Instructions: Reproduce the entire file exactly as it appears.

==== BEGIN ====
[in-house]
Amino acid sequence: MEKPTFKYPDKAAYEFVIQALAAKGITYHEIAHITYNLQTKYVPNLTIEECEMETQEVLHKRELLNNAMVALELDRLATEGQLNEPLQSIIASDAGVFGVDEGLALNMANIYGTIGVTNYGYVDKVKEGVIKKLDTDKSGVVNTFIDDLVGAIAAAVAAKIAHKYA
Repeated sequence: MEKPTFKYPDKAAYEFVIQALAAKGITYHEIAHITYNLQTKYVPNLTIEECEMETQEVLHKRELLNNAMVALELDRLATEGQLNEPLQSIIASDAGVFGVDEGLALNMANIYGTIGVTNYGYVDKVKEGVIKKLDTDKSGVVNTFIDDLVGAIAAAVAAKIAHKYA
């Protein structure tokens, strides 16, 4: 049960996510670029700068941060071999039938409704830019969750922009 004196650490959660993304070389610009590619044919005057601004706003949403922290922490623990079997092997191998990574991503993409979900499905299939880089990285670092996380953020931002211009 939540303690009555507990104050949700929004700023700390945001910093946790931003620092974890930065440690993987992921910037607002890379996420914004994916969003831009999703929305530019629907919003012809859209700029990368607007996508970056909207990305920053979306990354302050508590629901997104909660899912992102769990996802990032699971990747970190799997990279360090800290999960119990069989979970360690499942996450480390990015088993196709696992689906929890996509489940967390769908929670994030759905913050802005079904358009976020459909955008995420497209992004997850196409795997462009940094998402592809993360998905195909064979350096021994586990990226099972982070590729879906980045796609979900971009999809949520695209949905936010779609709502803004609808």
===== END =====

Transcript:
[in-house]
Amino acid sequence: MEKPTFKYPDKAAYEFVIQALAAKGITYHEIAHITYNLQTKYVPNLTIEECEMETQEVLHKRELLNNAMVALELDRLATEGQLNEPLQSIIASDAGVFGVDEGLALNMANIYGTIGVTNYGYVDKVKEGVIKKLDTDKSGVVNTFIDDLVGAIAAAVAAKIAHKYA
Repeated sequence: MEKPTFKYPDKAAYEFVIQALAAKGITYHEIAHITYNLQTKYVPNLTIEECEMETQEVLHKRELLNNAMVALELDRLATEGQLNEPLQSIIASDAGVFGVDEGLALNMANIYGTIGVTNYGYVDKVKEGVIKKLDTDKSGVVNTFIDDLVGAIAAAVAAKIAHKYA
């Protein structure tokens, strides 16, 4: 049960996510670029700068941060071999039938409704830019969750922009 004196650490959660993304070389610009590619044919005057601004706003949403922290922490623990079997092997191998990574991503993409979900499905299939880089990285670092996380953020931002211009 939540303690009555507990104050949700929004700023700390945001910093946790931003620092974890930065440690993987992921910037607002890379996420914004994916969003831009999703929305530019629907919003012809859209700029990368607007996508970056909207990305920053979306990354302050508590629901997104909660899912992102769990996802990032699971990747970190799997990279360090800290999960119990069989979970360690499942996450480390990015088993196709696992689906929890996509489940967390769908929670994030759905913050802005079904358009976020459909955008995420497209992004997850196409795997462009940094998402592809993360998905195909064979350096021994586990990226099972982070590729879906980045796609979900971009999809949520695209949905936010779609709502803004609808």